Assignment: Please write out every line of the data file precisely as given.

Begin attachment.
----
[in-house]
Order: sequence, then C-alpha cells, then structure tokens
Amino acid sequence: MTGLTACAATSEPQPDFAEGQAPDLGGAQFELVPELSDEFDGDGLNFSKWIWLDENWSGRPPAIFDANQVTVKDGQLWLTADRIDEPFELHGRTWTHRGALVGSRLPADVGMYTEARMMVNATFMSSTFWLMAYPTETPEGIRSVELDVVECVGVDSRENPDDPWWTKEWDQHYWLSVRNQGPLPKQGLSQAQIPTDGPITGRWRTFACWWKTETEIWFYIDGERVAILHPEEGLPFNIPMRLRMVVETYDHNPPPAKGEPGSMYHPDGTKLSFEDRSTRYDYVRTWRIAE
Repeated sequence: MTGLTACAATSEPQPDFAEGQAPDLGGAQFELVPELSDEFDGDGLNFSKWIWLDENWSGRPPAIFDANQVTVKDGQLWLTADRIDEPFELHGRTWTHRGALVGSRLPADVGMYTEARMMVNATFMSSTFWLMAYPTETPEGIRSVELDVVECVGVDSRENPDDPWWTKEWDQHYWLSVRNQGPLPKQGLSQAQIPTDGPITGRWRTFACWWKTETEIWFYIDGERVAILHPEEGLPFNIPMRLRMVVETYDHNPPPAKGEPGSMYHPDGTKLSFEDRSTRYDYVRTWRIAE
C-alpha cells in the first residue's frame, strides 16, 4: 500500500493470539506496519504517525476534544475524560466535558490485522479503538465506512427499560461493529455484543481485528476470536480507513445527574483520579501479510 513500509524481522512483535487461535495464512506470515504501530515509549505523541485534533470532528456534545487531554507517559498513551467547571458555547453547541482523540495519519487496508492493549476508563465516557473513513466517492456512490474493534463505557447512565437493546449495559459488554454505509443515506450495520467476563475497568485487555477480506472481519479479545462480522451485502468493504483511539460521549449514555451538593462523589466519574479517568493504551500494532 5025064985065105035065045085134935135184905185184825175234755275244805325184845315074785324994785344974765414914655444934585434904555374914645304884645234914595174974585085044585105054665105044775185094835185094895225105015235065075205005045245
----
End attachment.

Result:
[in-house]
Order: sequence, then C-alpha cells, then structure tokens
Amino acid sequence: MTGLTACAATSEPQPDFAEGQAPDLGGAQFELVPELSDEFDGDGLNFSKWIWLDENWSGRPPAIFDANQVTVKDGQLWLTADRIDEPFELHGRTWTHRGALVGSRLPADVGMYTEARMMVNATFMSSTFWLMAYPTETPEGIRSVELDVVECVGVDSRENPDDPWWTKEWDQHYWLSVRNQGPLPKQGLSQAQIPTDGPITGRWRTFACWWKTETEIWFYIDGERVAILHPEEGLPFNIPMRLRMVVETYDHNPPPAKGEPGSMYHPDGTKLSFEDRSTRYDYVRTWRIAE
Repeated sequence: MTGLTACAATSEPQPDFAEGQAPDLGGAQFELVPELSDEFDGDGLNFSKWIWLDENWSGRPPAIFDANQVTVKDGQLWLTADRIDEPFELHGRTWTHRGALVGSRLPADVGMYTEARMMVNATFMSSTFWLMAYPTETPEGIRSVELDVVECVGVDSRENPDDPWWTKEWDQHYWLSVRNQGPLPKQGLSQAQIPTDGPITGRWRTFACWWKTETEIWFYIDGERVAILHPEEGLPFNIPMRLRMVVETYDHNPPPAKGEPGSMYHPDGTKLSFEDRSTRYDYVRTWRIAE
C-alpha cells in the first residue's frame, strides 16, 4: 500500500493470539506496519504517525476534544475524560466535558490485522479503538465506512427499560461493529455484543481485528476470536480507513445527574483520579501479510 513500509524481522512483535487461535495464512506470515504501530515509549505523541485534533470532528456534545487531554507517559498513551467547571458555547453547541482523540495519519487496508492493549476508563465516557473513513466517492456512490474493534463505557447512565437493546449495559459488554454505509443515506450495520467476563475497568485487555477480506472481519479479545462480522451485502468493504483511539460521549449514555451538593462523589466519574479517568493504551500494532 5025064985065105035065045085134935135184905185184825175234755275244805325184845315074785324994785344974765414914655444934585434904555374914645304884645234914595174974585085044585105054665105044775185094835185094895225105015235065075205005045245